FAR EAST DIPLOMACY (Vern Schaller, amended by Fred C. Davis Jnr)
(1) ANDREW ENGLAND in Affairs of State (1988).
This variant is set in the Australasian region extending on up to Mongolia and Japan. The rules follow the standard game with the only real change being in the nature of Ocean Spaces. Basically they can hold an unlimited number of fleets thus allowing for several offensive possibilities. The game is set in future (1990’s) in a world where the power of the Soviets and Americans has been broken. The five major powers involved are Australia, Indonesia, Vietnam, China and Japan. The new map should make for a good change from the European theatre and the number of islands in the region covered by the variant will bring navel operations to the fore.
FEUDAL DIPLOMACY (By Lewis Pulsipher)
(1) ANDREW ENGLAND in Affairs of State (1988)
There are rule changes in this variant which make it unique, the major one being that there are units in the game which move independently of any of the players. These represent the Vikings, Moslems and nomadic Asian tribes. There are no set powers in Feudal Diplomacy. Rather players chose the location of their centres at the start of the game with the number so chosen depending upon the number of players involved. The map has no sea provinces but instead has link routes between various provinces. Thus there are no fleets, the only units in the game being the standard army and knights which are worth two armies. Each game year has three movement seasons and at the end of the year all units are sent into “winter quarters” to be rebuilt for the coming year. At the beginning all players are given a castle which is an immovable stronghold with the combat value of one army. Players must protect these jealously for once they are destroyed they can not be rebuilt. These rules form a lack of historical accuracy. The Viking tribes, Moslems and Byzantines were all important forces in the medieval world yet their influence is not fully brought through in the game. Currently there is one game in progress in The Envoy.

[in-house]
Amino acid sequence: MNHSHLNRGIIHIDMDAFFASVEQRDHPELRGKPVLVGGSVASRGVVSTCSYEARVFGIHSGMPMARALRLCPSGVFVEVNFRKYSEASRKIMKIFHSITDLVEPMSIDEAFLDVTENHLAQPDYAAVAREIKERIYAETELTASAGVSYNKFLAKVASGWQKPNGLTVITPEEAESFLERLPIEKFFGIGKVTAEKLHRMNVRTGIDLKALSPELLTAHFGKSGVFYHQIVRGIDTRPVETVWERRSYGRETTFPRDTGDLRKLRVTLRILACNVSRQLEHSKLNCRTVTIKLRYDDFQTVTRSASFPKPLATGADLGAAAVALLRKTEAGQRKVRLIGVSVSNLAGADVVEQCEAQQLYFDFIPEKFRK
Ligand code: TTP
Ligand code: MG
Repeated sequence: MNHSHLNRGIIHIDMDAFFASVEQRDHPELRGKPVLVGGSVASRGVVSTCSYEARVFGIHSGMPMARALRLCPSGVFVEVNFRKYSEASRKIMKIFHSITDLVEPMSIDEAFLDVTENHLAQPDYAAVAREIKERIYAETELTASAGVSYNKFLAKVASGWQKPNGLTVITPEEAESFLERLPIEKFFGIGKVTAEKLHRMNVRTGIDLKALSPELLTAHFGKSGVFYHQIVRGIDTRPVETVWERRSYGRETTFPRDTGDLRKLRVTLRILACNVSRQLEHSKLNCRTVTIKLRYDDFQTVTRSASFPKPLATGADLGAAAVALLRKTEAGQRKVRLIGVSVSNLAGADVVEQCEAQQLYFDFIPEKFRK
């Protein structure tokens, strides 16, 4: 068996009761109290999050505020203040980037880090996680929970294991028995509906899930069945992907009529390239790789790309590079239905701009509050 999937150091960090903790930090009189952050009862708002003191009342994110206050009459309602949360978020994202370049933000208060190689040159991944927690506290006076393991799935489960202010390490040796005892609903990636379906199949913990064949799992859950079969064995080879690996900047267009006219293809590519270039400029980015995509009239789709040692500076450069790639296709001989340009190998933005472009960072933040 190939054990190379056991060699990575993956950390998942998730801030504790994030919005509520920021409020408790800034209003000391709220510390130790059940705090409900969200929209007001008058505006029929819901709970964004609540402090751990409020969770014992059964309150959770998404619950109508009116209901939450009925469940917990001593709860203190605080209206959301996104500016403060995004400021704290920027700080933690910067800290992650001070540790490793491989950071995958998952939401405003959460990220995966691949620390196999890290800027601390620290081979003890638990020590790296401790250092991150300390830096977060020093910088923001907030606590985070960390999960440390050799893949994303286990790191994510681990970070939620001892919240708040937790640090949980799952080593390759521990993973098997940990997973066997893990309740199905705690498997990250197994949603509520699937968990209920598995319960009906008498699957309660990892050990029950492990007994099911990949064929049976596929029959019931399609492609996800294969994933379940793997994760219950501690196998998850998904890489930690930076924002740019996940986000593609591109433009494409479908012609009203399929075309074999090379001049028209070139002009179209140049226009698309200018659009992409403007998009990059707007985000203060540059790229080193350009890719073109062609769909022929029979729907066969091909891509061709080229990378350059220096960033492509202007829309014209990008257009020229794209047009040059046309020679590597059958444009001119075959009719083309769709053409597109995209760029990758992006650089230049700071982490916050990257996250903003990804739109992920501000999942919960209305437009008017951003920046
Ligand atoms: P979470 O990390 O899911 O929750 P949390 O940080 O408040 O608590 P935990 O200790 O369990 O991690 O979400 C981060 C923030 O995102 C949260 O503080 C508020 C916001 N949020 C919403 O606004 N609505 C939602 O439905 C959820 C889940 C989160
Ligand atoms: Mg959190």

CRAZY MARKIE SAYS: This variant was used by Andrew for the basis of his own Medieval Diplomacy (qv).
FEUDAL DIPLOMACY II cb36 (Dave Russell).
(1) REVIEW: John Cudmore in Moonlighting 8, April 1990.
Originally called `Feudal’ until the Variant Bank Custodian pointed out that Lew Pulsipher had designed an earlier game with a similar name. Dave’s design bears little resemblance and is unrelated to the former. Feudal Dip II tries to simulate a European conflict around the 15th century but on the standard Diplomacy board, except for some minor changes in and around the area of Turkey. It concentrates on two aspects, the economic side where supply centers and territories generate GOLD to finance your armies and fleets and the use of one-shot mercenary units to argument the strength of armies and fortifications to offer some resistance to the above. It is very interesting to try and judge the mix of armies and mercenaries and also whether to sack a hard-to-hold province for a quick gain, or perhaps to finance your armies when you are on the retreat. Ultimately, Europe is turned into a wasteland with no rules to regenerate sacked centres, and the game starts to slip away. Dave mentions that he will produce another version using suggestions from the playtesters, but unfortunately it has not materialized yet. Never the less, this is a very good variant which simulates the genre very well.
FINAL CONFLICT (Tom Swider) Variant published in DW 37
(1) BOB OLSEN in MOD
This is a seven-player game played on a world-map with a larger number of provinces and supply centers. New units include the airplane (used in support of other units only) and the nuke (used to blow things to smithereens). Builds can be taken in any owned center so the game is very fluid and stalemate lines are impossible.
FIVE ITALIES <???> ug12/05
(1) MARK NELSON (1/8/92)
A variant for either those that enjoy playing Italy, or believe that Italy gets a raw deal in the regular game. A symmetrical/total balance game which has five Italies placed around a central Switzerland. All starting positions are equivalent. Ran postal in the British zines U-Bend and Smodnoc.